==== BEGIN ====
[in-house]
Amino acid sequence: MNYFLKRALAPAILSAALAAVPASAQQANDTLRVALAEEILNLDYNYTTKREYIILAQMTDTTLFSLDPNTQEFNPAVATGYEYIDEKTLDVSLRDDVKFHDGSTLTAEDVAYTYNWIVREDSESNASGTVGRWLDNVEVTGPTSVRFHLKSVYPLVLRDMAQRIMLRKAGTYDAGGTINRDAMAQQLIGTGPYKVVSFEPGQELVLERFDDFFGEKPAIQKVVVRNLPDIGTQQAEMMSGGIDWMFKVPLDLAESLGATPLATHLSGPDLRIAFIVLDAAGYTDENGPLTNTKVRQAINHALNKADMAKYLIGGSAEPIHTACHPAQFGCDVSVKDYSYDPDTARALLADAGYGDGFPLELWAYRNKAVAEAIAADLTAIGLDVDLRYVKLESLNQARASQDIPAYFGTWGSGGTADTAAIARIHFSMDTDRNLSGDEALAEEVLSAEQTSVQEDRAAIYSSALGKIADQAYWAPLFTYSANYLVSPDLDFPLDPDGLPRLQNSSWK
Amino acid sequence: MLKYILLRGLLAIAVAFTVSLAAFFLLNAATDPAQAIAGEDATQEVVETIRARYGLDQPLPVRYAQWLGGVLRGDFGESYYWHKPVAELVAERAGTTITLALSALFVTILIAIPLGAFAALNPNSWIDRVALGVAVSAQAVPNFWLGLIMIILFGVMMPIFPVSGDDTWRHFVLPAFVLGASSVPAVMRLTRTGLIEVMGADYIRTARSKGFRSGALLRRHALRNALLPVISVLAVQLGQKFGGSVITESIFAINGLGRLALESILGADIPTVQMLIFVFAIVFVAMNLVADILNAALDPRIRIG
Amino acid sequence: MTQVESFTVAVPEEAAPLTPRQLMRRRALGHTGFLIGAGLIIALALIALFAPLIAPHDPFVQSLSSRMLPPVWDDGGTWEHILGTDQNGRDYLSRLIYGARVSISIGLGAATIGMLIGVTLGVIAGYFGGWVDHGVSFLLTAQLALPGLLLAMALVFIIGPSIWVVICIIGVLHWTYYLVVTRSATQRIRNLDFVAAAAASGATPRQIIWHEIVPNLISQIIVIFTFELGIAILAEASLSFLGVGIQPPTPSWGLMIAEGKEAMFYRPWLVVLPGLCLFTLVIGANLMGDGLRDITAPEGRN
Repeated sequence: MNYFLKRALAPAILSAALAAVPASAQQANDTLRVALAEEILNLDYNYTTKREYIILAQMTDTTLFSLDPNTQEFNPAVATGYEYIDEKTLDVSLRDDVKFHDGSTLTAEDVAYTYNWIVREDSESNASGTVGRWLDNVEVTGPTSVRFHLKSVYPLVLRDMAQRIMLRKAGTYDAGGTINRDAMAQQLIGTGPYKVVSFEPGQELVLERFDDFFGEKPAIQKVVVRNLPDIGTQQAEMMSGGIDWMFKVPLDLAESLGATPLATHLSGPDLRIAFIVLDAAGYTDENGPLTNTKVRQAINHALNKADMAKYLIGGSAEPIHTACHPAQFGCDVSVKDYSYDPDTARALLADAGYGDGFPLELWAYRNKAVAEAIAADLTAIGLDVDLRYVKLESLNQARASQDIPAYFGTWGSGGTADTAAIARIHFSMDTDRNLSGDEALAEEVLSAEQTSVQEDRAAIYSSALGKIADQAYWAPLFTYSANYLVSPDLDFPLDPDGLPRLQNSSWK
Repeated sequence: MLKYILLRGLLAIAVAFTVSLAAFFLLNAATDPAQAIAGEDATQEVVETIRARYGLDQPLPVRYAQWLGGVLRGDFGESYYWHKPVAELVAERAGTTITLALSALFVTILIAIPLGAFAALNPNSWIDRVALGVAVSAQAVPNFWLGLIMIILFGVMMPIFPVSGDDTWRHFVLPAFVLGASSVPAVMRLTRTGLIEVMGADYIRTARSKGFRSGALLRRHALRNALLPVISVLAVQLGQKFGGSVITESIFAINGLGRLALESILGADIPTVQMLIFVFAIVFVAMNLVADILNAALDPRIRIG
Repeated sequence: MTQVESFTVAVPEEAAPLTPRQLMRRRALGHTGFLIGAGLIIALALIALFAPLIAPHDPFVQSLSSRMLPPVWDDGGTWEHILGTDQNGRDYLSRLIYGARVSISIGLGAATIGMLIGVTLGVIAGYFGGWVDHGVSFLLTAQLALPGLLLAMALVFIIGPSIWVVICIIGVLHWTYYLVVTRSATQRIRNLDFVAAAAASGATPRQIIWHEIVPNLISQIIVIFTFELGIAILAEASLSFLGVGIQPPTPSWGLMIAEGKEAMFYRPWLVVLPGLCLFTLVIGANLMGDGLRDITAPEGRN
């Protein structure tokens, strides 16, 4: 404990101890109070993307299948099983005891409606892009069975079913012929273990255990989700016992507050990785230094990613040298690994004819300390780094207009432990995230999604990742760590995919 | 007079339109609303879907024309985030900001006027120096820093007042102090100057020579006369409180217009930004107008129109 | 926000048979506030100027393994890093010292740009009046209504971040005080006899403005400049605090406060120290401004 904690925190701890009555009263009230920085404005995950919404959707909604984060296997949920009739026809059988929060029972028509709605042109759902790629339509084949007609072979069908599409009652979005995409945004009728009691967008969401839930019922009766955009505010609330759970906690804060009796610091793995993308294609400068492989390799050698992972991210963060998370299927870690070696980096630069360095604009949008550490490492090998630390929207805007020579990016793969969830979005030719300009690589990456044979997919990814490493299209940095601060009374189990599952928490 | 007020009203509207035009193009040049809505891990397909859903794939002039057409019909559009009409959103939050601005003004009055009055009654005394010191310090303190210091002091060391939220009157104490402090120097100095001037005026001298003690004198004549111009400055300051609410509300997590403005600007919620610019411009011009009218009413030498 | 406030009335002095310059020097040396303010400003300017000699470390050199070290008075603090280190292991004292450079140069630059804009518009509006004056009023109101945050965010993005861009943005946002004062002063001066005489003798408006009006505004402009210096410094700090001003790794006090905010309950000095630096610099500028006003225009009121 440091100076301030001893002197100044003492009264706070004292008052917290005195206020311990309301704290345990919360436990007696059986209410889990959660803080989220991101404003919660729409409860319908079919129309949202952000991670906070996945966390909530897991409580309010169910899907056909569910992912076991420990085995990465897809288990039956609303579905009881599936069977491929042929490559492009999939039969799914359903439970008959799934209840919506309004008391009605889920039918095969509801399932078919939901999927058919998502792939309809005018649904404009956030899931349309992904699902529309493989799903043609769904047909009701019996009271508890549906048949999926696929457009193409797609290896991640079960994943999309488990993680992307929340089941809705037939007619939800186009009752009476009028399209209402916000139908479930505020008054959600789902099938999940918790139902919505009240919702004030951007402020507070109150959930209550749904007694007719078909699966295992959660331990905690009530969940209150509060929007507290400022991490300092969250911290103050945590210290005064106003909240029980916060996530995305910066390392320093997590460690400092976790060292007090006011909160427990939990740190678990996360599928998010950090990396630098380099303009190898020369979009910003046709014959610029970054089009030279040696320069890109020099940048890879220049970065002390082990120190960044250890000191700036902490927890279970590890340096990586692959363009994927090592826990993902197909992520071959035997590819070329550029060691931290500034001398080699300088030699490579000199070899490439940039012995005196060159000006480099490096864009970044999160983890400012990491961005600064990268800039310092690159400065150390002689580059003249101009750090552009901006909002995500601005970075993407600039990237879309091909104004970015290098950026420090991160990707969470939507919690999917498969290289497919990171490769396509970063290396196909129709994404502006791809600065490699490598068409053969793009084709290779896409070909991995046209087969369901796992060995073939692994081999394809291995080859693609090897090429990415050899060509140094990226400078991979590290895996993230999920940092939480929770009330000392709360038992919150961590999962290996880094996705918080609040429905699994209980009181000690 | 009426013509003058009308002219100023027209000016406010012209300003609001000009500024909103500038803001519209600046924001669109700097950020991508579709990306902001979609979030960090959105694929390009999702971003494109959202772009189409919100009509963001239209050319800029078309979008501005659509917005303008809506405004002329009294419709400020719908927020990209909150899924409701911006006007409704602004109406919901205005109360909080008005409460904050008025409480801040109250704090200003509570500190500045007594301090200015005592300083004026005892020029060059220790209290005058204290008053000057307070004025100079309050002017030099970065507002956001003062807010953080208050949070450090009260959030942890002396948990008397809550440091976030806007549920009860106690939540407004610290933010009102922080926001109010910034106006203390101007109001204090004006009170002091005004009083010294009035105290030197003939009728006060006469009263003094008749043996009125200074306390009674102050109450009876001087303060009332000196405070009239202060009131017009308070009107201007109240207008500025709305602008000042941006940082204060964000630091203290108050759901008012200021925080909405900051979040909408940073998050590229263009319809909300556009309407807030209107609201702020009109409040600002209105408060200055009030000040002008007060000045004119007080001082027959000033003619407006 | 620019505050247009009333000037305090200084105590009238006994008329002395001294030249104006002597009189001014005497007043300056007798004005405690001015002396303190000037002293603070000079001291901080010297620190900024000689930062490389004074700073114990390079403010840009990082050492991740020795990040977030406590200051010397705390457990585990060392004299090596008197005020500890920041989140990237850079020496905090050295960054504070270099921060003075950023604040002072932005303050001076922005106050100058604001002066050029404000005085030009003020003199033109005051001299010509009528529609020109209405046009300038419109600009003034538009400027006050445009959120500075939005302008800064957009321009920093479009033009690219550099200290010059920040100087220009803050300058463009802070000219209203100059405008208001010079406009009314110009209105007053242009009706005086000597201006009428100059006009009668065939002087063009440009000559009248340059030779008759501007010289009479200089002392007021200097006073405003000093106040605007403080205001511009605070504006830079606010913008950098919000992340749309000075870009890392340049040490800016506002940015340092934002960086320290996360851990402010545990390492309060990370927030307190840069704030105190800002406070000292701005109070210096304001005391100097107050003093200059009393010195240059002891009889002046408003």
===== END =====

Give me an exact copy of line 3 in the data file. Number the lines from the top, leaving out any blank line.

Amino acid sequence: MLKYILLRGLLAIAVAFTVSLAAFFLLNAATDPAQAIAGEDATQEVVETIRARYGLDQPLPVRYAQWLGGVLRGDFGESYYWHKPVAELVAERAGTTITLALSALFVTILIAIPLGAFAALNPNSWIDRVALGVAVSAQAVPNFWLGLIMIILFGVMMPIFPVSGDDTWRHFVLPAFVLGASSVPAVMRLTRTGLIEVMGADYIRTARSKGFRSGALLRRHALRNALLPVISVLAVQLGQKFGGSVITESIFAINGLGRLALESILGADIPTVQMLIFVFAIVFVAMNLVADILNAALDPRIRIG